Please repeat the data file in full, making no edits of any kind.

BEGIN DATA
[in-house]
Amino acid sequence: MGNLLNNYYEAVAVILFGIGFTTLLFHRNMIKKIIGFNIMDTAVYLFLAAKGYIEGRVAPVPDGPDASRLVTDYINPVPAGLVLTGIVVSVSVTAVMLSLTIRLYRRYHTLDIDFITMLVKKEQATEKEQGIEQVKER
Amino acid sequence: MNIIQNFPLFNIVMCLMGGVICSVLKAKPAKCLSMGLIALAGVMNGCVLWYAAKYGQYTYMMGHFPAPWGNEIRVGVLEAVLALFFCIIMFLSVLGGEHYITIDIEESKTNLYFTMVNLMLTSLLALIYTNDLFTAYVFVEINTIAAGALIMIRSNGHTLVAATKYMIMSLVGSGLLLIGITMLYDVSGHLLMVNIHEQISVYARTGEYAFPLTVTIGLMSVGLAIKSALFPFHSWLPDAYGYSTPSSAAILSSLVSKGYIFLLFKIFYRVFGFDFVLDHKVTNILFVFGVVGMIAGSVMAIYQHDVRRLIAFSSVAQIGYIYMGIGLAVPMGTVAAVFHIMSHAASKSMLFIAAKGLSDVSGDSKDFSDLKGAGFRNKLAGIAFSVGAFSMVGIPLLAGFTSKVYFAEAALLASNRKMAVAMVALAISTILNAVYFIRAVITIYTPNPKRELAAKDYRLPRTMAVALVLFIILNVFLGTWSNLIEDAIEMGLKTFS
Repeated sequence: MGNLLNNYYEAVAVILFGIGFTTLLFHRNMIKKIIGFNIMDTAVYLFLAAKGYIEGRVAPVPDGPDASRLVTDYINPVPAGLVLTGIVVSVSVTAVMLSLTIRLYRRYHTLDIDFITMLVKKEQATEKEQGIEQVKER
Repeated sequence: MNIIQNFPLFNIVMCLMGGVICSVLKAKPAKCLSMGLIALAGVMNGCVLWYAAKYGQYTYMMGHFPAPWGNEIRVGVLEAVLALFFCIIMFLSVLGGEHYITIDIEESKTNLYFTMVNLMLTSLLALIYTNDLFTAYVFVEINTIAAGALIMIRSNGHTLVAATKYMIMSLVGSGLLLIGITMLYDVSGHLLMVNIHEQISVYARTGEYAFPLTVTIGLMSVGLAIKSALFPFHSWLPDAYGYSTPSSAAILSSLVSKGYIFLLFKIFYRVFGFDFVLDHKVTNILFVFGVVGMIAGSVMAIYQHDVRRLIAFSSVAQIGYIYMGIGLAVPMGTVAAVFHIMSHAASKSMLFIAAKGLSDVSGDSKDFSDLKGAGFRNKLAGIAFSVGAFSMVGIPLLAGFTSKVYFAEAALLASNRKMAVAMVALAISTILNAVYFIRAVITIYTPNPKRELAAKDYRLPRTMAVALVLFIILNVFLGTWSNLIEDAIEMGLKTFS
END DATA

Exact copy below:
[in-house]
Amino acid sequence: MGNLLNNYYEAVAVILFGIGFTTLLFHRNMIKKIIGFNIMDTAVYLFLAAKGYIEGRVAPVPDGPDASRLVTDYINPVPAGLVLTGIVVSVSVTAVMLSLTIRLYRRYHTLDIDFITMLVKKEQATEKEQGIEQVKER
Amino acid sequence: MNIIQNFPLFNIVMCLMGGVICSVLKAKPAKCLSMGLIALAGVMNGCVLWYAAKYGQYTYMMGHFPAPWGNEIRVGVLEAVLALFFCIIMFLSVLGGEHYITIDIEESKTNLYFTMVNLMLTSLLALIYTNDLFTAYVFVEINTIAAGALIMIRSNGHTLVAATKYMIMSLVGSGLLLIGITMLYDVSGHLLMVNIHEQISVYARTGEYAFPLTVTIGLMSVGLAIKSALFPFHSWLPDAYGYSTPSSAAILSSLVSKGYIFLLFKIFYRVFGFDFVLDHKVTNILFVFGVVGMIAGSVMAIYQHDVRRLIAFSSVAQIGYIYMGIGLAVPMGTVAAVFHIMSHAASKSMLFIAAKGLSDVSGDSKDFSDLKGAGFRNKLAGIAFSVGAFSMVGIPLLAGFTSKVYFAEAALLASNRKMAVAMVALAISTILNAVYFIRAVITIYTPNPKRELAAKDYRLPRTMAVALVLFIILNVFLGTWSNLIEDAIEMGLKTFS
Repeated sequence: MGNLLNNYYEAVAVILFGIGFTTLLFHRNMIKKIIGFNIMDTAVYLFLAAKGYIEGRVAPVPDGPDASRLVTDYINPVPAGLVLTGIVVSVSVTAVMLSLTIRLYRRYHTLDIDFITMLVKKEQATEKEQGIEQVKER
Repeated sequence: MNIIQNFPLFNIVMCLMGGVICSVLKAKPAKCLSMGLIALAGVMNGCVLWYAAKYGQYTYMMGHFPAPWGNEIRVGVLEAVLALFFCIIMFLSVLGGEHYITIDIEESKTNLYFTMVNLMLTSLLALIYTNDLFTAYVFVEINTIAAGALIMIRSNGHTLVAATKYMIMSLVGSGLLLIGITMLYDVSGHLLMVNIHEQISVYARTGEYAFPLTVTIGLMSVGLAIKSALFPFHSWLPDAYGYSTPSSAAILSSLVSKGYIFLLFKIFYRVFGFDFVLDHKVTNILFVFGVVGMIAGSVMAIYQHDVRRLIAFSSVAQIGYIYMGIGLAVPMGTVAAVFHIMSHAASKSMLFIAAKGLSDVSGDSKDFSDLKGAGFRNKLAGIAFSVGAFSMVGIPLLAGFTSKVYFAEAALLASNRKMAVAMVALAISTILNAVYFIRAVITIYTPNPKRELAAKDYRLPRTMAVALVLFIILNVFLGTWSNLIEDAIEMGLKTFS